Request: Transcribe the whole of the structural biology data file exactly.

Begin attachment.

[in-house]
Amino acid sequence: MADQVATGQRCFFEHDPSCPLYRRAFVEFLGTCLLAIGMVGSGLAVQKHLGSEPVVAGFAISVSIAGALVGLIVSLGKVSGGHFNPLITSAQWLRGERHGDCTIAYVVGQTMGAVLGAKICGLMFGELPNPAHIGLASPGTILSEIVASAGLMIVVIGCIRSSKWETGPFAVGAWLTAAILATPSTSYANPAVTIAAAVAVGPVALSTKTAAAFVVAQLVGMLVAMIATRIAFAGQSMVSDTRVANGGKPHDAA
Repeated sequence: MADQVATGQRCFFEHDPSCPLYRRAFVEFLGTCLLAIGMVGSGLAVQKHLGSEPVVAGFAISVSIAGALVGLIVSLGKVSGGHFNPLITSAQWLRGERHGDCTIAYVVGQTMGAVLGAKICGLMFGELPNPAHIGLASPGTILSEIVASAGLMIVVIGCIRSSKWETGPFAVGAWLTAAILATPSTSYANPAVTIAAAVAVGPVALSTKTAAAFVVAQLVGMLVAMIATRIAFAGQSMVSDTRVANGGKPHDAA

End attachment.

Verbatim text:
[in-house]
Amino acid sequence: MADQVATGQRCFFEHDPSCPLYRRAFVEFLGTCLLAIGMVGSGLAVQKHLGSEPVVAGFAISVSIAGALVGLIVSLGKVSGGHFNPLITSAQWLRGERHGDCTIAYVVGQTMGAVLGAKICGLMFGELPNPAHIGLASPGTILSEIVASAGLMIVVIGCIRSSKWETGPFAVGAWLTAAILATPSTSYANPAVTIAAAVAVGPVALSTKTAAAFVVAQLVGMLVAMIATRIAFAGQSMVSDTRVANGGKPHDAA
Repeated sequence: MADQVATGQRCFFEHDPSCPLYRRAFVEFLGTCLLAIGMVGSGLAVQKHLGSEPVVAGFAISVSIAGALVGLIVSLGKVSGGHFNPLITSAQWLRGERHGDCTIAYVVGQTMGAVLGAKICGLMFGELPNPAHIGLASPGTILSEIVASAGLMIVVIGCIRSSKWETGPFAVGAWLTAAILATPSTSYANPAVTIAAAVAVGPVALSTKTAAAFVVAQLVGMLVAMIATRIAFAGQSMVSDTRVANGGKPHDAA